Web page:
Carmel Fisher, director of Fisher Funds, said the firm had been a strong supporter of retail and understood the "trials and tribulations".

The firm owns 1.9 per cent of Kathmandu and has been "pleasantly surprised" by the company's performance, Fisher said.

"We feel that they have delivered to expectation, in what is a really difficult retail environment, particularly for apparel. If people don't have to spend money they won't on apparel. I think they have done exceptionally well."

Fisher said the company's focus on growing profit in Australia was "fantastic" news for shareholders.

"We are delighted that they are focusing on increasing margin and getting their layout and mix just right. Because if they can get that right then there is enormous potential."

Australian analyst Mark Wade, of Linwar Securities, said the company had performed better than many others owned by private equity firms, but added it was still early days for Kathmandu.

Wade said the company relied heavily on its seasonal sales periods over Christmas, Easter and Winter - its largest sale.

"The big winter sale that coincides with the end of the company's financial year is a key driver of earnings. There is a culture of discounting at Kathmandu, the frequency and intensity will ideally cut back as the company grows.

"Customers get trained to wait for the sales, and that makes it hard when predicting how much staff and stock will be needed."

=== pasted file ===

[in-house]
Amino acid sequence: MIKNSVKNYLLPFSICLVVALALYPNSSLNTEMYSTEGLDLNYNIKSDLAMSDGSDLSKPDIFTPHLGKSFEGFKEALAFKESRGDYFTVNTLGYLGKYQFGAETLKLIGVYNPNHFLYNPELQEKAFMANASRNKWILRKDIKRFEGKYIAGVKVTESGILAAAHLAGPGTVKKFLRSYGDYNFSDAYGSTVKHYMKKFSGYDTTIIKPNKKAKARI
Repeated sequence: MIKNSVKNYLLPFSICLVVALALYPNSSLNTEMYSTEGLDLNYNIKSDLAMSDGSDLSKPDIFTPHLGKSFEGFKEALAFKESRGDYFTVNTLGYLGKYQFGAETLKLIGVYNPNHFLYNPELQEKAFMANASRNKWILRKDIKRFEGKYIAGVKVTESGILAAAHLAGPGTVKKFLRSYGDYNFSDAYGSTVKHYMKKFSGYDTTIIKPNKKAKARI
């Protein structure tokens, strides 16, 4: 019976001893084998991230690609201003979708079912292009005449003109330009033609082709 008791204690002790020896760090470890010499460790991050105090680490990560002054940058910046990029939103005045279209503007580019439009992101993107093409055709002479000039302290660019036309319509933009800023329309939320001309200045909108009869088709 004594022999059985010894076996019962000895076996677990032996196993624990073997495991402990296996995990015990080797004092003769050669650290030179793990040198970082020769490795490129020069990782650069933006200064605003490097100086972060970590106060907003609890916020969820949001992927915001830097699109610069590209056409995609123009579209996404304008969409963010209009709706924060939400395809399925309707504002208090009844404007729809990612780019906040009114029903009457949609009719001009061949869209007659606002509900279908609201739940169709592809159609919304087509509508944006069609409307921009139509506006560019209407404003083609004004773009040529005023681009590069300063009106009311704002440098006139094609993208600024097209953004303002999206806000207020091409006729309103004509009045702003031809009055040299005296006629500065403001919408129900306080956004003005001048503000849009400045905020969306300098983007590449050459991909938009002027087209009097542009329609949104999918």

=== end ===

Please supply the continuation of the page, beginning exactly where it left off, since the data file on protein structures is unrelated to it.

Kathmandu announced this week to the delight of Canterbury Earthquake Recovery Minister Gerry Brownlee that it had signed a 10-year lease to occupy a new $8 million site in Woolston.

Brownlee said Kathmandu's decision to rebuild in Christchurch was a "major vote of confidence" for the city and that there was a "real air of optimism in the region at the moment".

Goldman Sachs' Gill said Kathmandu's formula was proving to be a success.

"I think in general they have been doing a really good job of promoting a brand and positioning the brand as something that's unique and aspirational for consumers."

Jan Cameron
Jan Cameron - who founded Kathmandu in 1987 - sold part of the company 20 years later to private equity funds for a reported $300 million, making her one of New Zealand's wealthiest women.

Tension between her former company and Cameron surfaced when Kathmandu decided to float. Cameron was critical of the direction the company was taking and even threatened to open a rival company.

Kathmandu placed a restraint of trade on her.

Cameron, who lives in Tasmania, is known for being media-shy.

In 2009 ,she bought discount variety chain Australian Discount Retail, formerly owned by The Warehouse, which fuelled rumours she may be positioning herself to launch in Australia. That year she increased her stake in listed retail group Postie Plus to 17.5 per cent. She has an estimated 10 per cent stake in listed children's clothing company Pumpkin Patch.

Cameron owns retail chain Nood, a homeware store with shops across New Zealand.

Cameron is estimated to be worth $350 million, according to the 2010 National Business Review Rich List.

She is heavily involved in animal welfare. In November she gave $2 million to Save Animals From Exploitation that formed the foundation of the Animal Justice Fund. She also gave $6.4 million to set up a similar fund in Australia. Last June she was made a Companion of the NZ Order of Merit for services to philanthropy.

- NZ Herald